51. Rocky (1976)
The film that saw the rise of Sylvester Stallone and gave birth to one of the greatest characters in cinematic history, Rocky Balboa. Though film narratives were conceived around the boxing before the release of Rocky, Stallone’s film established the perfect template for underdog sports movies.
52. Taxi Driver (1976)
This is Robert De Niro’s greatest performance in his storied career, as he defines the psychological angst of a disturbed individual, and lets it all out in a fit of rage. Director Martin Scorsese and writer Paul Schrader’s study of frustrated masculinity still delivers a powerful message about our modern society.
53. Annie Hall (1977)
Woody Allen’s best film by far, Annie Hall is a hilarious romantic comedy. Allen himself plays a divorced Jewish comedian, who thinks of his relationship with ex-lover Annie. Diane Keaton redefined 70s fashion with her outfit in the film.
54. Star Wars (1977)
“A long time ago, in a galaxy far, far away…….”. Today, that opening text gives us chills. George Lucas’ Star Wars gave birth to one of the greatest franchises in cinematic history. It was one of the earliest space opera movies, and turned the sci-fi genre into one of the most sought out genres in Hollywood.
55. Alien (1979)
Ridley Scott’s Alien practically invented everything good with space horror films. While Star Wars showcased space as just another frontier in the human race’s progress, Alien threw light upon the darkest corners of space, which could threaten humanity as a whole.
56. Apocalypse Now (1979)
Coppola’s magnum opus is probably the greatest anti-war film of all time. The film was loosely based on Joseph Conrad’s Heart of Darkness. Apocalypse Now follows an American captain tasked to kill a traitorous colonel, who is living as a demigod among the tribes in Cambodia.
57. The Shining (1980)
Iconic moments abound in this Stanley Kubrick horror. Each scene in The Shining seems to have its own iconic status, notably the sweeping helicopter shots, the elevator scene, the twins, the maze. And who can forget Room 237? *shudders*
58. Raging Bull (1980)
Travis Bickle from Taxi Driver has some competition to take the top spot as Robert De Niro’s greatest performance: Jake LaMotta from Raging Bull. At the outset it looks like a sports movie, but it’s not about boxing. It’s a story of Jake LaMotta‘s battles outside the ring, with his own fragile ego.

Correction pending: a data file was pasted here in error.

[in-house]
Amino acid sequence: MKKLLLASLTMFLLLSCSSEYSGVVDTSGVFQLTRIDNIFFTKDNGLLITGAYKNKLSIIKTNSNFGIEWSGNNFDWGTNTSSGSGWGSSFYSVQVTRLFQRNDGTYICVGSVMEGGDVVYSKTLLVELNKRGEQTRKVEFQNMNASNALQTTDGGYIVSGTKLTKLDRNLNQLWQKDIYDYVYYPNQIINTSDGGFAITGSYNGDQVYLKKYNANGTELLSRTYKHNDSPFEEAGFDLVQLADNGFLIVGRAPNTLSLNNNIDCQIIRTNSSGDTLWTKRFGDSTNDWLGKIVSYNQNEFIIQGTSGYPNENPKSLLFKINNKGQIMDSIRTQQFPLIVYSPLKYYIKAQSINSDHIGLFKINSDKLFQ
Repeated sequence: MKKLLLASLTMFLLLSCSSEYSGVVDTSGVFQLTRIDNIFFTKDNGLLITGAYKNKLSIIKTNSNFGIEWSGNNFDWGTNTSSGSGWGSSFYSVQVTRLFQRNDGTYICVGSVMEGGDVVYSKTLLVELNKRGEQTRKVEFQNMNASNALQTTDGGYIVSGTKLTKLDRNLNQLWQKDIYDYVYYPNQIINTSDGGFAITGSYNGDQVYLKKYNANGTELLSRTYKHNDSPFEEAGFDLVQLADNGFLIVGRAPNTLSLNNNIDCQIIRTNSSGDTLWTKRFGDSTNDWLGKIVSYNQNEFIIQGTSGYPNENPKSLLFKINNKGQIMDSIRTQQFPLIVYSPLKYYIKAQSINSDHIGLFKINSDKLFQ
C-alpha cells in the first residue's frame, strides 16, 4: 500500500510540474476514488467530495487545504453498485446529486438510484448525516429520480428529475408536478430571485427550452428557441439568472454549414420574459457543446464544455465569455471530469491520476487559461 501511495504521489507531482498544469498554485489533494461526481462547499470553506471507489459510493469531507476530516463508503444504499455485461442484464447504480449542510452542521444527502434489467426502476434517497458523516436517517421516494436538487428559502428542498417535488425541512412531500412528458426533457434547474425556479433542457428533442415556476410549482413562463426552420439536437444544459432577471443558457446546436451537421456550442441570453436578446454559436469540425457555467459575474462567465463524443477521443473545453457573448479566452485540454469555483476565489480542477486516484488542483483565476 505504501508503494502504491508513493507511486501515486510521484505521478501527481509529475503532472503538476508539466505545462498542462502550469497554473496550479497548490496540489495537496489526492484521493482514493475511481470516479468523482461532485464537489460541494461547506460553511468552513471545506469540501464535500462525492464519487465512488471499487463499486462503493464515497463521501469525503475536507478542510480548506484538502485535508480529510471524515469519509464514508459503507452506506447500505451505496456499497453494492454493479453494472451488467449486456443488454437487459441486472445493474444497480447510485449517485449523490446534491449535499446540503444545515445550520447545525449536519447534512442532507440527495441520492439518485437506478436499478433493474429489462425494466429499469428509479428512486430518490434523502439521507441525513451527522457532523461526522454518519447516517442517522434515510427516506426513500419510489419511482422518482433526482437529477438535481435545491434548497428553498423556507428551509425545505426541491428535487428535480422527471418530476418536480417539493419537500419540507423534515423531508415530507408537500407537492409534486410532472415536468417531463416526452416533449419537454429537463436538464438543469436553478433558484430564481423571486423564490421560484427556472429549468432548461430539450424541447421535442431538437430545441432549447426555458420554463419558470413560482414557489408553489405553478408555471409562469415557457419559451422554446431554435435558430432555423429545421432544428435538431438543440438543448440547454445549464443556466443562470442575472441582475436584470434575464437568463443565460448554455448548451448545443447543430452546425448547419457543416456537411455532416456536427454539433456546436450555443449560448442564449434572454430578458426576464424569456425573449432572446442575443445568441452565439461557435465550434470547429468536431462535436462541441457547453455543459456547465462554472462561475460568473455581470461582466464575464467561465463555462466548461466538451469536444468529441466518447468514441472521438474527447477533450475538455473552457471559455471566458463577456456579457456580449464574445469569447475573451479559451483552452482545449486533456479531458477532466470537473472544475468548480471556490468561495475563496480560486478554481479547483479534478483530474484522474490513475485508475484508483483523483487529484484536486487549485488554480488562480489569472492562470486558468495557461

59. E.T. the Extra Terrestrial (1982)
Even today, with more complex sci-fi scripts and better visual effects, E.T. still has the power to make you bawl. A story of a unique friendship between a lonely boy and an intelligent alien creature, it hasn’t dated much.
60. Blade Runner (1982)
Ridley Scott’s cyberpunk cult classic during its initial release didn’t get the acclaim it has today. The film is loosely based on Philip K Dick’s novel Do Androids Dream of Electric Sheep? It had its best version when Ridley Scott released his Director’s Cut in 1999.
61. Scarface (1983)
“Say hello to my little friend!” Like the original, the remake was also critically acclaimed, and was given a Cuban twist. Al Pacino’s iconic over the top performance plus Brian de Palma’s dynamic direction truly established the ugly, violent tone of the narrative.
62. The Terminator (1984)
James Cameron is a master of the sci-fi and action genre. The Terminator is one of his finest additions. The film revolves around a cyborg assassin, sent back in time to kill a young woman who is destined to give birth to a daring leader who leads the resistance against the cyborgs in the future.
63. Amadeus (1984)
Milos Forman’s biographical period drama, Amadeus is the only movie to feature two nominations for the Best Actor Oscar. F. Murray Abraham won for his role as Antonio Salieri. The narrative fictionalizes the secret rivalry between genius musician Wolfgang Amadeus Mozart and the jealous old musician Salieri.
64. Once Upon a Time in America (1984)
Sergio Leone was known for his work in spaghetti westerns. Once Upon a Time in America was the director’s 4-hour long magnum opus, which follows the Prohibition-era gangland activities (between late 1910s and early 1930s). The narrative opens in 1968, and unfolds as one long flashback.
65. Back to the Future (1985)
Robert Zemickis’ Back to the Future laid the groundwork for the time-travel adventure narratives. Unlike other numerous time machine stories, misadventures of Marty and Doc Brown became a pop-culture milestone for its witty premise and complex scenarios.
66. Aliens (1986)
While Ridley Scott conceived Alien as a space horror, James Cameron approached it as an action blockbuster. The result is meticulously staged set-pieces, including Ripley’s climactic showdown with the Xenomorph Queen and one of the best sequels in Hollywood.
67. Die Hard (1988)
Die Hard saw the rise of one of Hollywood’s greatest action heroes. Bruce Willis plays L.A. detective John McClane, who is caught in the midst of a hostage situation. The film also gave us one of the genre’s greatest villains, Hans Gruber. Yippee-ki-yay.
68. Goodfellas (1990)